Neurology An anti-parkinsonian containing levodopa, carbidopa
McGraw-Hill Concise Dictionary of Modern Medicine. © 2002 by The McGraw-Hill Companies, Inc.


A brand name for LEVODOPA in combination with carbidopa.
Collins Dictionary of Medicine © Robert M. Youngson 2004, 2005
References in periodicals archive ?
A multinational, double-blind, RCT demonstrated that transdermal rotigotine patch may significantly improve 10 individual Modified PDSS-2 items including respiratory problems and snoring of PD patients.[28] A secondary study found that bedtime Sinemet CR may reduce OSA in PD patients.[96]
Mark, "Comparison of controlled-release Sinemet (CR4) and standard Sinemet (25 mg/100 mg) in advanced Parkinson's disease: a double-blind, crossover study," Clinical Neuropharmacology, vol.
Strength and stretch physical therapy (PT) has demonstrated a decrease in falls and a slower progression of bradykinesia, while Sinemet and Amantidine only have short-lived benefit (4,6) and negatively augment the excessive daytime fatigue caused by the dysregulated sleep architecture.
A multicenter double-blind placebo-controlled trial of pergolide as an adjunct to Sinemet in Parkinson's disease.
Comparacion farmacocinetica de Sinemet y Grifoparkin (levodopa/carbidopa 250/25 mg) en pacientes con enfermedad de Parkinson avanzada: un estudio con dosis unica.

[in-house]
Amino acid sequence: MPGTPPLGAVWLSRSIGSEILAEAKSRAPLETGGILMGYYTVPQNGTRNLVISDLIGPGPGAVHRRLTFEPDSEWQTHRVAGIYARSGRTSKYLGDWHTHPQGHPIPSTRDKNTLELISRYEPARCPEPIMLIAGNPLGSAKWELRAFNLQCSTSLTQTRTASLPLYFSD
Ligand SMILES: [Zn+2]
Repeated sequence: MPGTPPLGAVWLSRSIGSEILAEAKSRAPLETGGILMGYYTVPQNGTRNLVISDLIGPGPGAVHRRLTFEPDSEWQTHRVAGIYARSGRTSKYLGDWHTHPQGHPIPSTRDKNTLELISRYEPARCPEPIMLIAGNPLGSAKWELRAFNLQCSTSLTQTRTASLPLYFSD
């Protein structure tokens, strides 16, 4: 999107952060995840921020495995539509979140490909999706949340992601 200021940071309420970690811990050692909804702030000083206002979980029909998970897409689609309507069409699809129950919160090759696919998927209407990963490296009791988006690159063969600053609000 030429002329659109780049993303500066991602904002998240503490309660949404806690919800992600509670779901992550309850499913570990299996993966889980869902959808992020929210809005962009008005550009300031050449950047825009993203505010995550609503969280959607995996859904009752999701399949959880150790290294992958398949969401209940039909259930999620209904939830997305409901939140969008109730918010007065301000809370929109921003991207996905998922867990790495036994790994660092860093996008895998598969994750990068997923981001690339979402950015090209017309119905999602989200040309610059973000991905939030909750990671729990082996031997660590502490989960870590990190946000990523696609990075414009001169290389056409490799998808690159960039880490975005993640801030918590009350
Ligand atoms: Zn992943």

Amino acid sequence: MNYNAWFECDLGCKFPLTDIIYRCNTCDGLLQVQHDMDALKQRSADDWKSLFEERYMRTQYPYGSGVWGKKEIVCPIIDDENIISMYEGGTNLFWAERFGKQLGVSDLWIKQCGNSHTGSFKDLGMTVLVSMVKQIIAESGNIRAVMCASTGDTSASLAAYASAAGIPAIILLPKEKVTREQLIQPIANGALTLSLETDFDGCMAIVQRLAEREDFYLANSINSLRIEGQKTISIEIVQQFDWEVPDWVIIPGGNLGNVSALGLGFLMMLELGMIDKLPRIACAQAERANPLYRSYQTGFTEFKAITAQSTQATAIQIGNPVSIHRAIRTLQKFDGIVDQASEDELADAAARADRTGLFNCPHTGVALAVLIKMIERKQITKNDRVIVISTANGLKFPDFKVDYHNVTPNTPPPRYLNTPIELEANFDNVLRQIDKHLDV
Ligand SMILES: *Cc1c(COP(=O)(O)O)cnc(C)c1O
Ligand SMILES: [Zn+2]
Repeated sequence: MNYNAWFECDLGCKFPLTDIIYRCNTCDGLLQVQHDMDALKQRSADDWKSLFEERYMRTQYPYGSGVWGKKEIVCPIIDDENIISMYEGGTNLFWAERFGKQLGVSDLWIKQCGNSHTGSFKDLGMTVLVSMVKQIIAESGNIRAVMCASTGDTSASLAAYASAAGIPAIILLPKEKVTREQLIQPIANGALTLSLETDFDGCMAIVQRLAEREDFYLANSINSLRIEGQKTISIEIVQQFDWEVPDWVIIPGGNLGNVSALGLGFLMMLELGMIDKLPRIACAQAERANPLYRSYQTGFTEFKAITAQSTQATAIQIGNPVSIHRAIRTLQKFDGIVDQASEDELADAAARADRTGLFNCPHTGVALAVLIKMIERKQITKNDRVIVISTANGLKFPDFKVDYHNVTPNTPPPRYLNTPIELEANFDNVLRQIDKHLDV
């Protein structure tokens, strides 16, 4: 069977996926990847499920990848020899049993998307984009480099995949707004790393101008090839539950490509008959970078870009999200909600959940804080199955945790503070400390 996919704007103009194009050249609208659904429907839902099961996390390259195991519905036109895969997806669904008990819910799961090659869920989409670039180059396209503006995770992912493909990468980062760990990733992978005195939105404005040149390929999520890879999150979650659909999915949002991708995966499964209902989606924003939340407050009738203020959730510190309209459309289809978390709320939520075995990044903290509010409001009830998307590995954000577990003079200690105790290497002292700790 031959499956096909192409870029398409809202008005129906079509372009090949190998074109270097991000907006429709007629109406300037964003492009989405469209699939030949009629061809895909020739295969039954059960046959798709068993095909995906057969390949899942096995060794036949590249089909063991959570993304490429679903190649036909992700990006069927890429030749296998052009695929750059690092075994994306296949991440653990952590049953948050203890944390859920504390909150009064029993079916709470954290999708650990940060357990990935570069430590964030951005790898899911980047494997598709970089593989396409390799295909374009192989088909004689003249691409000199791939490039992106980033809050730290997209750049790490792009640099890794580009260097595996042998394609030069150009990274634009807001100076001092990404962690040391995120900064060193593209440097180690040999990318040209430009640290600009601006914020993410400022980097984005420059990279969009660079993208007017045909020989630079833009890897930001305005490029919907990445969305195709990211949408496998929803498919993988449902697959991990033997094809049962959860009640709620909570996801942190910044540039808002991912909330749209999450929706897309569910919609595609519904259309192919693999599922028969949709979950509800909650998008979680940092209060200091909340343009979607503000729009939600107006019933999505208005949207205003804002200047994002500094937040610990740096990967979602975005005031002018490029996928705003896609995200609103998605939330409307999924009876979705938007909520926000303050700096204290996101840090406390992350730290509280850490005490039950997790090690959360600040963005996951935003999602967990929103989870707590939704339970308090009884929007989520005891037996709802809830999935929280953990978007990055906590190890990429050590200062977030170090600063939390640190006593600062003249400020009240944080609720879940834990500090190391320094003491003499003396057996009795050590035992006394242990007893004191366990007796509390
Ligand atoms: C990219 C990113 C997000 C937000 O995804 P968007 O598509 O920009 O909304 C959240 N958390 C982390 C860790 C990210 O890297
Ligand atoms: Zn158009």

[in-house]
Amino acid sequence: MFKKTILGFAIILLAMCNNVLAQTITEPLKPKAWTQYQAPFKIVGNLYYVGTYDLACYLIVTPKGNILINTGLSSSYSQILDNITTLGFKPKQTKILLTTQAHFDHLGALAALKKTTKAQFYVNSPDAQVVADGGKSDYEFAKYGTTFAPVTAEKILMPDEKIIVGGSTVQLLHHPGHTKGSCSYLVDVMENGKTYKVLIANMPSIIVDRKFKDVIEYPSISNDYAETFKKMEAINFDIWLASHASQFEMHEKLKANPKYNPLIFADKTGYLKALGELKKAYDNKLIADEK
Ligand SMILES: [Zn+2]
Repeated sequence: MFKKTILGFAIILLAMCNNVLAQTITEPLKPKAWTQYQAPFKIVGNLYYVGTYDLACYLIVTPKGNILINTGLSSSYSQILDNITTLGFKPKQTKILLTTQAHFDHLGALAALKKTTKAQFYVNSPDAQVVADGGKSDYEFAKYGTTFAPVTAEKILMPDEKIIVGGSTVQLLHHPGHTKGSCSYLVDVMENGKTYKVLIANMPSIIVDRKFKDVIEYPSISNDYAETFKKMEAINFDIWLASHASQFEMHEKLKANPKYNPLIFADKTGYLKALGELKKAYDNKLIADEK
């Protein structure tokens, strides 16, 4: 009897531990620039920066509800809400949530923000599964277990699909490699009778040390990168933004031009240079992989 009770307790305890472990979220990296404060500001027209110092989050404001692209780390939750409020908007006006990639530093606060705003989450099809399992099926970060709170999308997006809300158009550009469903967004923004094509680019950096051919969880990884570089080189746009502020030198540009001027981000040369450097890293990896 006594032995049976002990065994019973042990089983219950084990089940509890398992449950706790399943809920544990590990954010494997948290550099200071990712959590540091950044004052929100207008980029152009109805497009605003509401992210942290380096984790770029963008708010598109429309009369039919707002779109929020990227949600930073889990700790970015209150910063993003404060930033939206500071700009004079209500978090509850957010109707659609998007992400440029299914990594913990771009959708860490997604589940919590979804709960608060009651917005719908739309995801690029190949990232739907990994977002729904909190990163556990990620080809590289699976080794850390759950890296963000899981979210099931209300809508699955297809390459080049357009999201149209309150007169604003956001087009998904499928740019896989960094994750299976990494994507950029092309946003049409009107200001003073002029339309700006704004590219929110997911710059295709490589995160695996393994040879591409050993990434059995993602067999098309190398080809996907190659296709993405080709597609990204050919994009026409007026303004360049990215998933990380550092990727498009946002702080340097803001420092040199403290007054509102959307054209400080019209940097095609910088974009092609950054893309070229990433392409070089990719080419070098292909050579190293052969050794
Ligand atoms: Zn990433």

The patient had been prescribed a variety of pharmacological treatments since the initial diagnosis, due primarily to the limited clinical understanding of OT etiology, but had most recently been prescribed Sinemet to control his symptoms.
* Other Parkinson's disease medications, including a combination of carbidopa and levodopa (Sinemet), reduce the uncomfortable sensations in your legs by affecting levels of the chemical dopamine in your brain.
UPDRS (2,3) ADL Motor PD duration1 Mentation On meds Off meds On meds mild confusion 11 years (2) intermittent 6 7 14 depression UPDRS (2,3) Motor PD duration1 Off meds PD staging (4) Medication MVI qd Prevacid 15 mg qd Colace one qd Amantadine 100 mg tid 11 years (2) 19 H/Y III/V Artane 2 mg tid Lexapro 10 mg qd Sinemet 25/100 1/2 5x/day Ambien 5 mg qghs prn Fosamax 1 q week (1) based on time since diagnosis (2) UPDRS assessment conducted with stimulation (Fahn et al., 1987) (3) UPDRS with stimulation at the time of behavior therapy (4) Hoehn & Yahr (1967) disease severity staging
I take a drug called Sinemet Plus which, unfor-tunately, has a vast array of possible side effects.
At the time of recruitment she was in fulltime employment, taking Sinemet medications, had no other medical disorders, and not involved in regular physical activity.
The phenomenon, known as augmentation, occurs in "something like 80%" of RLS patients treated with carbidopa-levodopa (Sinemet) nightly, and maybe up to 20% treated with pramipexole (Mirapex) and ropinirole (Requip), she said.
The phenomena, known as augmentation, probably occurs in "something like 80%" of RLS patients treated with carbidopa-levodopa (Sinemet) nightly, and maybe up to 20% treated with pramipexole (Mirapex) and ropinirole (Requip), Dr.